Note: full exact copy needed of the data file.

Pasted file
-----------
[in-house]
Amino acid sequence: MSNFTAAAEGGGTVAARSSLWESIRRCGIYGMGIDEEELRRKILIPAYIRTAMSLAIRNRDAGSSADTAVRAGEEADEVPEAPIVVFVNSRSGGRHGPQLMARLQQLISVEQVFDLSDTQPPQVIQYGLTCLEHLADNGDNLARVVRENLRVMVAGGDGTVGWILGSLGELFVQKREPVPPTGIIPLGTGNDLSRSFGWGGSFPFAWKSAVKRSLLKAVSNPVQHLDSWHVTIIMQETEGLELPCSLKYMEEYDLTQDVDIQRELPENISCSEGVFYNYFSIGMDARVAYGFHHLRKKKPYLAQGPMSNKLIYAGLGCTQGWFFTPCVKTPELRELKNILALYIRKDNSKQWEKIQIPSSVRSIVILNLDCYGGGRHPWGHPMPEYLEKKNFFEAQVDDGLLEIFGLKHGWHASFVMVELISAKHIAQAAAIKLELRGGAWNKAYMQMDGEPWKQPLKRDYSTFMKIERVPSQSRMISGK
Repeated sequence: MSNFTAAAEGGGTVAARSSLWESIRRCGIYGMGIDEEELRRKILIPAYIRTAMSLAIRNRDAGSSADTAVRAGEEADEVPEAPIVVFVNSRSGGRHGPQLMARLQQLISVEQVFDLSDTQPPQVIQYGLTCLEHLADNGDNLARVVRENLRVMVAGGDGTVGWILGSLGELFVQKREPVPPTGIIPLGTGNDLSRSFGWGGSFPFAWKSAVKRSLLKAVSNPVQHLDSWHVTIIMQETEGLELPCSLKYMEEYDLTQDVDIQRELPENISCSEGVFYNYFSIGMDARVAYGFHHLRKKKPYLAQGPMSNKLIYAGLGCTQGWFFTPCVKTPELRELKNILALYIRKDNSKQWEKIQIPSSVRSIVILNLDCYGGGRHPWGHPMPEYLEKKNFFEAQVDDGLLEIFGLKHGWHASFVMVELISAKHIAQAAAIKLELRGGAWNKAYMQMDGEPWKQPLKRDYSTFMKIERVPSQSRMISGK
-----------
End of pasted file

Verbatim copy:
[in-house]
Amino acid sequence: MSNFTAAAEGGGTVAARSSLWESIRRCGIYGMGIDEEELRRKILIPAYIRTAMSLAIRNRDAGSSADTAVRAGEEADEVPEAPIVVFVNSRSGGRHGPQLMARLQQLISVEQVFDLSDTQPPQVIQYGLTCLEHLADNGDNLARVVRENLRVMVAGGDGTVGWILGSLGELFVQKREPVPPTGIIPLGTGNDLSRSFGWGGSFPFAWKSAVKRSLLKAVSNPVQHLDSWHVTIIMQETEGLELPCSLKYMEEYDLTQDVDIQRELPENISCSEGVFYNYFSIGMDARVAYGFHHLRKKKPYLAQGPMSNKLIYAGLGCTQGWFFTPCVKTPELRELKNILALYIRKDNSKQWEKIQIPSSVRSIVILNLDCYGGGRHPWGHPMPEYLEKKNFFEAQVDDGLLEIFGLKHGWHASFVMVELISAKHIAQAAAIKLELRGGAWNKAYMQMDGEPWKQPLKRDYSTFMKIERVPSQSRMISGK
Repeated sequence: MSNFTAAAEGGGTVAARSSLWESIRRCGIYGMGIDEEELRRKILIPAYIRTAMSLAIRNRDAGSSADTAVRAGEEADEVPEAPIVVFVNSRSGGRHGPQLMARLQQLISVEQVFDLSDTQPPQVIQYGLTCLEHLADNGDNLARVVRENLRVMVAGGDGTVGWILGSLGELFVQKREPVPPTGIIPLGTGNDLSRSFGWGGSFPFAWKSAVKRSLLKAVSNPVQHLDSWHVTIIMQETEGLELPCSLKYMEEYDLTQDVDIQRELPENISCSEGVFYNYFSIGMDARVAYGFHHLRKKKPYLAQGPMSNKLIYAGLGCTQGWFFTPCVKTPELRELKNILALYIRKDNSKQWEKIQIPSSVRSIVILNLDCYGGGRHPWGHPMPEYLEKKNFFEAQVDDGLLEIFGLKHGWHASFVMVELISAKHIAQAAAIKLELRGGAWNKAYMQMDGEPWKQPLKRDYSTFMKIERVPSQSRMISGK